Henry A. Harris
HARRIS, HALE, SPICER, PICKFORD
Posted By: S. Ferrall (email)
Date: 11/14/2004 at 02:40:22
HENRY A. HARRIS. A biographical history of the well-to-do agriculturists of Grundy County would not be complete without the sketch of Mr. Harris, now deceased who was not only one of the influential farmers of his township, but fought gallantly as a soldier during the late Civil War. He was born in Lorain County, Ohio, in 1834, and was the son of Calvin and Lucinda (Hale) Harris. His father, who was a native of New York, was in early life a shoemaker, but later followed the occupation of a farmer. He was an efficient member of the Congregational Church, and spent the greater part of his life in Ohio, where his decease occurred. The two children comprising his family were Julia and the father of our subject.
Henry Harris was reared on his father's farm in Ohio, and supplemented the knowledge gained in the common schools by a course at Oberline College. When beginning life on his own account he was married, December 23, 1857, to Miss Mary, daughter of John and Harriet (Spicer) Pickford. Mrs. Harris was also a native of Ohio, while her parents came from England. To them were born nine children, all of whom are living and bear the respective names of Ana, Emma, Lizzie, Etta, Ella, Albert, May, Cora and Calvin. The children have all been given good educations and the three eldest daughters are married.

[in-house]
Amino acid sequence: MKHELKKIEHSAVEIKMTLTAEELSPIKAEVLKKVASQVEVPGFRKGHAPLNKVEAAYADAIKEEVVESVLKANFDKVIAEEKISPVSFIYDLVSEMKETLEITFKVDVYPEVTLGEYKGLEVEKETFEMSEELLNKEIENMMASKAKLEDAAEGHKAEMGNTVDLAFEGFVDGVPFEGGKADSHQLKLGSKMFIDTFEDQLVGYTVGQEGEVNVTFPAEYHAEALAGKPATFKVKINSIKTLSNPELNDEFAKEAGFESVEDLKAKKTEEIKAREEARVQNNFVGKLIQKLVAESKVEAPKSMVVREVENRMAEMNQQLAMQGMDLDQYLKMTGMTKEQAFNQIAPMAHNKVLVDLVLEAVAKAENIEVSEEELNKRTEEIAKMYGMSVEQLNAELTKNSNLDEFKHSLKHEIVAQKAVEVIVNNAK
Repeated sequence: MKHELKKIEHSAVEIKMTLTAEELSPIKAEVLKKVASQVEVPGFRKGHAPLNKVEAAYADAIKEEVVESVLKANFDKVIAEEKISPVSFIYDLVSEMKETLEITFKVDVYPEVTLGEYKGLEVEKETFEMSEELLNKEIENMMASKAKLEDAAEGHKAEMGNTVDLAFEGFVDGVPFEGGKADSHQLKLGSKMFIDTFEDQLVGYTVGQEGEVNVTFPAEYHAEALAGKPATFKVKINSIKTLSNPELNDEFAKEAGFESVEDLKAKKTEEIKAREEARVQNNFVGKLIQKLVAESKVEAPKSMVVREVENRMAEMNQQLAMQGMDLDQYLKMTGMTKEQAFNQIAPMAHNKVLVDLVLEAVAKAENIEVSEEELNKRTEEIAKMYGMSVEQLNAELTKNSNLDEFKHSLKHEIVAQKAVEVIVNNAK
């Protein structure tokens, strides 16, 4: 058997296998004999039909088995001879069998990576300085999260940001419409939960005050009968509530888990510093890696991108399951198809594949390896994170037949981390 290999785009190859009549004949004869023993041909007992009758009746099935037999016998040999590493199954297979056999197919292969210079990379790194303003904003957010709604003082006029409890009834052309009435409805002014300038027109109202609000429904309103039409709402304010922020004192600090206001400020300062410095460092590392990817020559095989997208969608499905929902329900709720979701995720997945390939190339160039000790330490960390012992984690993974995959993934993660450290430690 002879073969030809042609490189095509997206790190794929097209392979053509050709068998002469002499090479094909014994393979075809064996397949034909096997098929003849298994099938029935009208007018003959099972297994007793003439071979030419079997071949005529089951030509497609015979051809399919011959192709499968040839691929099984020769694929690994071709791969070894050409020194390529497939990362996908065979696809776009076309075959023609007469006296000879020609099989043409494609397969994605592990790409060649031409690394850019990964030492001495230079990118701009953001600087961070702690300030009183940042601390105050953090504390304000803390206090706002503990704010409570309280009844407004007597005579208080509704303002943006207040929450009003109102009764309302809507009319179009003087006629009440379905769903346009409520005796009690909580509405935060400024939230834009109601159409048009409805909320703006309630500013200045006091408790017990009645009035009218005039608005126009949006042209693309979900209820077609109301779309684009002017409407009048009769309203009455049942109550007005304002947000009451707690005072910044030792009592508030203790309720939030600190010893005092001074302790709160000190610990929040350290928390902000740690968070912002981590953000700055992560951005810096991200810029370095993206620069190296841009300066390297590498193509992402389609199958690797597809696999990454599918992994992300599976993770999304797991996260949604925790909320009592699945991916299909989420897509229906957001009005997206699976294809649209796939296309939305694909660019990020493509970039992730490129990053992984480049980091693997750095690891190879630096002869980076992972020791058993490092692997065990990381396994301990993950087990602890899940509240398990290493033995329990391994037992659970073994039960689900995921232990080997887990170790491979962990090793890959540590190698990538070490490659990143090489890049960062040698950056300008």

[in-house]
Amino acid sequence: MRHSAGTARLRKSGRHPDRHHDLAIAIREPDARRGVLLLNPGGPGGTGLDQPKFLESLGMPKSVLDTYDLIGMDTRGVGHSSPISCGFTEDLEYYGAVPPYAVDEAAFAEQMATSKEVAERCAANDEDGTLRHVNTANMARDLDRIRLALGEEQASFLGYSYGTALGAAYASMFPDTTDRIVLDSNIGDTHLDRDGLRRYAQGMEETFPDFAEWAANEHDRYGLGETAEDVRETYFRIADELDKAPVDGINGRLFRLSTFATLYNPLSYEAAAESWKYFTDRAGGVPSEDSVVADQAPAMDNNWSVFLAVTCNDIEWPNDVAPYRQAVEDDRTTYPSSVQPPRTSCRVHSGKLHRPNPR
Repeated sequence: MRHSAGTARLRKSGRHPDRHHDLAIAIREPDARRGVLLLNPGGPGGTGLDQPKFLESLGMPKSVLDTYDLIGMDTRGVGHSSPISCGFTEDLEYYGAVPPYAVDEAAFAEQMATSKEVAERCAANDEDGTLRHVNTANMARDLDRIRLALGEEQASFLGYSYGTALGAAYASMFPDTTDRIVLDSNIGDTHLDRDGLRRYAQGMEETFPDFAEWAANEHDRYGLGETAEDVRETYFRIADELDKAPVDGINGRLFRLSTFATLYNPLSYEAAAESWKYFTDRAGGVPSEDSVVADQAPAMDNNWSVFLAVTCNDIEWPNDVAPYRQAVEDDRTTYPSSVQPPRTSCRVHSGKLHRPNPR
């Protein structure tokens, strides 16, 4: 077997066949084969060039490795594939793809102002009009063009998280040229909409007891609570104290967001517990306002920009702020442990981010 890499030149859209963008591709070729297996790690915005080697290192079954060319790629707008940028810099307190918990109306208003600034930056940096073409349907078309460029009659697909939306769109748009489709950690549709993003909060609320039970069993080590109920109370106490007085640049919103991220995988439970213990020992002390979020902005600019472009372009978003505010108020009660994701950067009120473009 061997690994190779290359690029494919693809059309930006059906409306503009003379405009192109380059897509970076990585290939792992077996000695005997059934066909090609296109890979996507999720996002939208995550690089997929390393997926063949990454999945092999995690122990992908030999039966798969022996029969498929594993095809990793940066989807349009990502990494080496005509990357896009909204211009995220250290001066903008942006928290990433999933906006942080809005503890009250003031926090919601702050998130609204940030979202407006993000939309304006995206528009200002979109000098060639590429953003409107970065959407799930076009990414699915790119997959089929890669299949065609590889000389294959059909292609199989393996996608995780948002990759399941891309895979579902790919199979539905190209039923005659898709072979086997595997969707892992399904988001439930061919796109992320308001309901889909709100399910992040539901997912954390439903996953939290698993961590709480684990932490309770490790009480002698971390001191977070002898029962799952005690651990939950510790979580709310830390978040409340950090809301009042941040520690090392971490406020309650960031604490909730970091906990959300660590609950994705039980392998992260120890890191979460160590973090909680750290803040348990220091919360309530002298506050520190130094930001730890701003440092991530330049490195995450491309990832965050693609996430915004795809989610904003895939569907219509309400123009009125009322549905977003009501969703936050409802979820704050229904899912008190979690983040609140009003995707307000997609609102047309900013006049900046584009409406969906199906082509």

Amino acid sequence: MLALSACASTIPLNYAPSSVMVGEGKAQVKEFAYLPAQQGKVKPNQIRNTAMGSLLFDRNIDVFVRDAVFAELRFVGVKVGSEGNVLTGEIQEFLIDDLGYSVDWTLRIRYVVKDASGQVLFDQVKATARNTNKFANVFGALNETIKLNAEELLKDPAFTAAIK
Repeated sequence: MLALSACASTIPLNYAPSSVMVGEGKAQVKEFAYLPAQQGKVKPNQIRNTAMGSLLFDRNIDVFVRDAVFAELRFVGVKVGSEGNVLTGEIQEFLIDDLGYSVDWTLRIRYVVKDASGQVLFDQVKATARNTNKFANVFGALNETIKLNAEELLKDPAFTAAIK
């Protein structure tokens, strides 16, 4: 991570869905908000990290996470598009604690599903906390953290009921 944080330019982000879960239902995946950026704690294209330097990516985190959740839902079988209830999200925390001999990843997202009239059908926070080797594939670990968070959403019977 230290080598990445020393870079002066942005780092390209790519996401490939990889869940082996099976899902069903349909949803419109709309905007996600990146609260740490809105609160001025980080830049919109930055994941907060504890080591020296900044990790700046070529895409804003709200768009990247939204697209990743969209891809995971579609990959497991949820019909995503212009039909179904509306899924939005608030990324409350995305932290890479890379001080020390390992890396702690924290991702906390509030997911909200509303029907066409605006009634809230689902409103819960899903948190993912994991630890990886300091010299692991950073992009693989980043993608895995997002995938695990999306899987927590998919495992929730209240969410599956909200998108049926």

Mr. Harris of this sketch came to Iowa two years previous to his marriage, and after purchasing three hundred acres of land in Allamakee County returned to his native state. Two years later he returned with his wife, to whom he had been married in the meantime. He resided upon that place until 1882, when he came to Grundy County and located upon the place where his children are now residing, on section 7, Black Hawk Township. There he made his home until his decease, in December, 1890. He was followed to the better land by his wife, who died in February, 1892. Mr. Harris was the first photographer in Allamakee County, Iowa.
On the outbreak of the late war, Henry Harris became a member of Company K, Twenty-seventh Iowa Regiment, and served for three years under the command of Sherman. His wife was a devoted member of the Congregational Church. In politics Mr. Harris was a stanch Republican, and gave his support to all measures of a public-spirited character. His children, who are single, occupy the home farm and seek to carry it on in a profitable manner.
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